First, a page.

But as the night wore on, things got weird. The new songs weren't as recognizable to the ear as I had imagined from the album alone, so I still have trouble remembering which one bears the title "In the Craters of the Moon," for instance. And if they had to play (count 'em) nine of Heretic Pride's thirteen songs, I don't quite understand why the focus track (with video even), highlight, and token rocker "Sax Rohmer #1" was omitted. The seven or eight slow songs played in a row(!) that larded the show's middle could've definitely benefited; and really, do we need the soggy "So Desperate" in addition to the pretty good weeper "Autoclave"!?


With the spotlight on Heretic Pride, highlights from old records were sparse: three feet from the stage "Palmcorder Yajna" proved the fantastic shouter I always knew it would be, and the damning closer "See America Right" pounded hard but by show's end was ultimately too short to profit from its own momentum. It was even hard to appreciate favorites like "Have to Explode" and "Love Love Love" in the context of ballad-after-ballad, climax-after-climax. My Morning Jacket or Godspeed You! Black Emperor these guys ain't. Even a goofy, surprising run through R. Kelly's "The World's Greatest" didn't make up for the fact that the encore still left fans wanting, and I don't just mean a longing for the old stuff. Couldn't the new drummer make something of "If You See Light" or "Broom People"? It's a thin line to claim a responsibility to fans from all the way back, but someone with as deep a catalog as Darnielle's surely can't be bored by everything he did before this year, can he?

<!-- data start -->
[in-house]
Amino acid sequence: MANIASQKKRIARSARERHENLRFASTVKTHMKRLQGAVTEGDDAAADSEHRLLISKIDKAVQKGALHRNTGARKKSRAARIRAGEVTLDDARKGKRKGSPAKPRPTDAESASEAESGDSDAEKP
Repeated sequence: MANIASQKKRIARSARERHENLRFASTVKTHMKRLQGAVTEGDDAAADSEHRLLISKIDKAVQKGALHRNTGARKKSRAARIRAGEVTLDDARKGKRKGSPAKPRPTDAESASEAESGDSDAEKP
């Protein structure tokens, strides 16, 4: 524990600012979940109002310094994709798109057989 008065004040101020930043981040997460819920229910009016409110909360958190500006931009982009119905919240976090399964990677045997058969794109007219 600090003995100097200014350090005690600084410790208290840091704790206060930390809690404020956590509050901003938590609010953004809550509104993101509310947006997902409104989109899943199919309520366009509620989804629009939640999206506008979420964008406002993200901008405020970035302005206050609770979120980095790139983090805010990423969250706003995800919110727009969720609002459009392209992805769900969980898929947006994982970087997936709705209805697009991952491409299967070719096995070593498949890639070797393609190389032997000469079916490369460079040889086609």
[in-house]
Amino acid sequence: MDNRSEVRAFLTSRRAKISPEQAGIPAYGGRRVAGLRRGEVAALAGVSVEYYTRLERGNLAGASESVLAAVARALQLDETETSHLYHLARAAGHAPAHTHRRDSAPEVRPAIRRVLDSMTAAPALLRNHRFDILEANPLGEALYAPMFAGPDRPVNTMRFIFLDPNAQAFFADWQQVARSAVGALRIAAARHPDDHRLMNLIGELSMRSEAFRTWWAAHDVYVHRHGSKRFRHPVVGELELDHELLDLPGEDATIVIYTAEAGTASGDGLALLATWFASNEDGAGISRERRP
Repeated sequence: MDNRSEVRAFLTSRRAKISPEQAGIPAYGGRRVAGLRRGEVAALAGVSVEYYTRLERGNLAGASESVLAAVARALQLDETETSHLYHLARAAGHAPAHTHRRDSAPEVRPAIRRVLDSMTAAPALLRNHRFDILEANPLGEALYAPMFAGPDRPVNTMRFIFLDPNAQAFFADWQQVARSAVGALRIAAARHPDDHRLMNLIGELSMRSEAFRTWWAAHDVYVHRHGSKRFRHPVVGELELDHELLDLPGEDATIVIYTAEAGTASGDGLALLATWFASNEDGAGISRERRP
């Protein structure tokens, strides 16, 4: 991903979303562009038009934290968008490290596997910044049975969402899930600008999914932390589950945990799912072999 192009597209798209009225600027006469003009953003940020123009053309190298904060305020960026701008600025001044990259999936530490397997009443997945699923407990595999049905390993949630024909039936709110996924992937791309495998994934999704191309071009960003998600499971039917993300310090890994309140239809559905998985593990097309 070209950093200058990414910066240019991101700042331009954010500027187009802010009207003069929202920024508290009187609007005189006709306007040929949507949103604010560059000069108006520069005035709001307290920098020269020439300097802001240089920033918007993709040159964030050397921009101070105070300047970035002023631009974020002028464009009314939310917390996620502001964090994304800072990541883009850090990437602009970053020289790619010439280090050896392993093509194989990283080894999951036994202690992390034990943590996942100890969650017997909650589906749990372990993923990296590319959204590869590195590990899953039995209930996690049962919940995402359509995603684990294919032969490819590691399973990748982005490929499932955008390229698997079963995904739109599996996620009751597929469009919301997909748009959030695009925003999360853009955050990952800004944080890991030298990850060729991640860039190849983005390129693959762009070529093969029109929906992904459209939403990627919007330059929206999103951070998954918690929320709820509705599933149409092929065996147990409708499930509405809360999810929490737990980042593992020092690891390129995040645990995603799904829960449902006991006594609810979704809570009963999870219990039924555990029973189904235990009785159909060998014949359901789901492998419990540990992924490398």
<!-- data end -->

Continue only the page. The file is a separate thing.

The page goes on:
And if I can throttle Wurster just one more time, it's not that his overtly professional rock-isms didn't rock, it's that Darnielle's precisely rhythmic, unadorned guitar usually phases the dynamics in and out in a manner more tense than straight 4/4 barbarity can flex. By the time the band finally got to the token electric guitar showcase "Lovecraft in Brooklyn," it wasn't the relief everyone (well, me anyway) was expecting from all the up-and-down of the recorded version. It was just one of the others. Replaying Heretic Pride later, I was relieved that it wasn't quite as bloated as a Tuesday night's interpretations had me worried it was, but the show still didn't do it any favors.


Webster Hall Setlist:
Michael Myers Resplendent
Heretic Pride
New Monster Avenue
Autoclave
Hast Thou Considered the Tetrapod?
Marduk T-Shirt Men's Room Incident
So Desperate
Genesis 19:1-2
Have to Explode
Soft Targets
Love Love Love
In the Craters of the Moon
Babylon Burning (The Wailers)
Sept 15, 1983
Lovecraft in Brooklyn

(1st encore)
Palmcorder Yajna
San Bernadino
California Song

(2nd encore)
The World's Greatest (R. Kelly)
See America Right

SEE ALSO: www.themountaingoats.net

--
Dan Weiss
Dan Weiss is the music editor for LAS. Formerly an editorial intern at CMJ and creator of the now defunct What was It Anyway?, his work has appeared in Village Voice, Pitchfork, Philadelphia Inquirer, Stylus and Crawdaddy among others. He resides in Brooklyn where he enjoys questionable lifestyle choices and loud guitars.

See other articles by Dan Weiss.